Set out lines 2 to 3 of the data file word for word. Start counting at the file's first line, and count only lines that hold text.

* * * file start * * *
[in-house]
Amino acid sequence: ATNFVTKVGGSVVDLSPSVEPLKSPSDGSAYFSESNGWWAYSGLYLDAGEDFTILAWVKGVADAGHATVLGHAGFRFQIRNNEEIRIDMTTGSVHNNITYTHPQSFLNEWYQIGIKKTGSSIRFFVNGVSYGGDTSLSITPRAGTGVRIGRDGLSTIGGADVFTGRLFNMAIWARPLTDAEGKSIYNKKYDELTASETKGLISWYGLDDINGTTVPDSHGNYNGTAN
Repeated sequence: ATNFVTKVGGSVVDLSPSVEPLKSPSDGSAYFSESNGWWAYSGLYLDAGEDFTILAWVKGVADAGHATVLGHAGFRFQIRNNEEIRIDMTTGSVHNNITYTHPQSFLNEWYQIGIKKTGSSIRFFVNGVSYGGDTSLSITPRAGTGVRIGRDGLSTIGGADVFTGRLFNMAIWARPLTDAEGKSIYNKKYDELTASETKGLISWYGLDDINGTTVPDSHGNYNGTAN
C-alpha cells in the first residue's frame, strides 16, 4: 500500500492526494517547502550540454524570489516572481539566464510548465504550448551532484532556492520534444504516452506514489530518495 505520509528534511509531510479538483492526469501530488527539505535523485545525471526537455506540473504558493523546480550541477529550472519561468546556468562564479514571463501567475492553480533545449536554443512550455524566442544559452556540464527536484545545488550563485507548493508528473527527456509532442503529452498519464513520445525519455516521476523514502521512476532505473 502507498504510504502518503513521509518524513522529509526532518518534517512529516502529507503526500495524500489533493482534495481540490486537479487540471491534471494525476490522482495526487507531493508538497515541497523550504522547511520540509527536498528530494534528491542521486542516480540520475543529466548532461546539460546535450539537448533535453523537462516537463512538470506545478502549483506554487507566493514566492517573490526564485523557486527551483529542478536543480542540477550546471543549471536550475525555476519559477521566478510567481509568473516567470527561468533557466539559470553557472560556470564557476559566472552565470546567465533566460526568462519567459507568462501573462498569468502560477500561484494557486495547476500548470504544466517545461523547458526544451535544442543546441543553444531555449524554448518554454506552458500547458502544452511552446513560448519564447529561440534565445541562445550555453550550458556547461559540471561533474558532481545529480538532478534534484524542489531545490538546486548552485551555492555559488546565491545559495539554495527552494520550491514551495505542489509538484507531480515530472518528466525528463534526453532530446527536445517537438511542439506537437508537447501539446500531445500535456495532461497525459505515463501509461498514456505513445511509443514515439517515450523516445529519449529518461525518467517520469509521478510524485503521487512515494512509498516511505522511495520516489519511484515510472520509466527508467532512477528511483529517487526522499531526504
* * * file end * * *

Amino acid sequence: ATNFVTKVGGSVVDLSPSVEPLKSPSDGSAYFSESNGWWAYSGLYLDAGEDFTILAWVKGVADAGHATVLGHAGFRFQIRNNEEIRIDMTTGSVHNNITYTHPQSFLNEWYQIGIKKTGSSIRFFVNGVSYGGDTSLSITPRAGTGVRIGRDGLSTIGGADVFTGRLFNMAIWARPLTDAEGKSIYNKKYDELTASETKGLISWYGLDDINGTTVPDSHGNYNGTAN
Repeated sequence: ATNFVTKVGGSVVDLSPSVEPLKSPSDGSAYFSESNGWWAYSGLYLDAGEDFTILAWVKGVADAGHATVLGHAGFRFQIRNNEEIRIDMTTGSVHNNITYTHPQSFLNEWYQIGIKKTGSSIRFFVNGVSYGGDTSLSITPRAGTGVRIGRDGLSTIGGADVFTGRLFNMAIWARPLTDAEGKSIYNKKYDELTASETKGLISWYGLDDINGTTVPDSHGNYNGTAN